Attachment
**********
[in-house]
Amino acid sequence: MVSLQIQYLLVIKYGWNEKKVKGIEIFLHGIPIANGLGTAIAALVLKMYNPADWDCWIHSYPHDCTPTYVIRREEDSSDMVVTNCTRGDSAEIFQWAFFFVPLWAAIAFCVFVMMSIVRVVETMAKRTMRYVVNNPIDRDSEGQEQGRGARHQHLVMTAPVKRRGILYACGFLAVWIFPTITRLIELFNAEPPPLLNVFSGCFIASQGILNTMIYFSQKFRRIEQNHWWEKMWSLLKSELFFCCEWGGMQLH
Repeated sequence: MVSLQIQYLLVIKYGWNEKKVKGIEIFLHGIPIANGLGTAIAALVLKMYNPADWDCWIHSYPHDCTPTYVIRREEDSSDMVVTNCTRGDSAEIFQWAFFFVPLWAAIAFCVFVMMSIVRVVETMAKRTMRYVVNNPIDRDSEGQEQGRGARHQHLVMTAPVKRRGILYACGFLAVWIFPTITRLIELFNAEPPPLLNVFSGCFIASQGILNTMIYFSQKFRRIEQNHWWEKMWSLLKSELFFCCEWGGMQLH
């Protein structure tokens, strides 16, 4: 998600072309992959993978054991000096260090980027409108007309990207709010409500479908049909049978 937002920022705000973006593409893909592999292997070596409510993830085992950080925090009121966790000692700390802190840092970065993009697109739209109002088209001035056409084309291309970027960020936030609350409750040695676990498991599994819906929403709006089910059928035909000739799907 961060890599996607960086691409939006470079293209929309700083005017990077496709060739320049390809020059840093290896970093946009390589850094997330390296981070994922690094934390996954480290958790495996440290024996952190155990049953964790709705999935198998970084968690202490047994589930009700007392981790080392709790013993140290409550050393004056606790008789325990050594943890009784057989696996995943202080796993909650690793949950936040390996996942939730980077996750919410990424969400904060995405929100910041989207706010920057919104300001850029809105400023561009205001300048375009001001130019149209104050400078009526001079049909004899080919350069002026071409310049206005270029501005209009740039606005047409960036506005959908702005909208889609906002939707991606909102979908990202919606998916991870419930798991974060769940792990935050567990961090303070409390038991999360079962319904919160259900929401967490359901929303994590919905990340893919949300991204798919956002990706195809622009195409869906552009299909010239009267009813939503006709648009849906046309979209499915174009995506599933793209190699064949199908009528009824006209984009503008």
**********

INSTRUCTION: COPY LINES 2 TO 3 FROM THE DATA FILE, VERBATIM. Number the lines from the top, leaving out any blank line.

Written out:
Amino acid sequence: MVSLQIQYLLVIKYGWNEKKVKGIEIFLHGIPIANGLGTAIAALVLKMYNPADWDCWIHSYPHDCTPTYVIRREEDSSDMVVTNCTRGDSAEIFQWAFFFVPLWAAIAFCVFVMMSIVRVVETMAKRTMRYVVNNPIDRDSEGQEQGRGARHQHLVMTAPVKRRGILYACGFLAVWIFPTITRLIELFNAEPPPLLNVFSGCFIASQGILNTMIYFSQKFRRIEQNHWWEKMWSLLKSELFFCCEWGGMQLH
Repeated sequence: MVSLQIQYLLVIKYGWNEKKVKGIEIFLHGIPIANGLGTAIAALVLKMYNPADWDCWIHSYPHDCTPTYVIRREEDSSDMVVTNCTRGDSAEIFQWAFFFVPLWAAIAFCVFVMMSIVRVVETMAKRTMRYVVNNPIDRDSEGQEQGRGARHQHLVMTAPVKRRGILYACGFLAVWIFPTITRLIELFNAEPPPLLNVFSGCFIASQGILNTMIYFSQKFRRIEQNHWWEKMWSLLKSELFFCCEWGGMQLH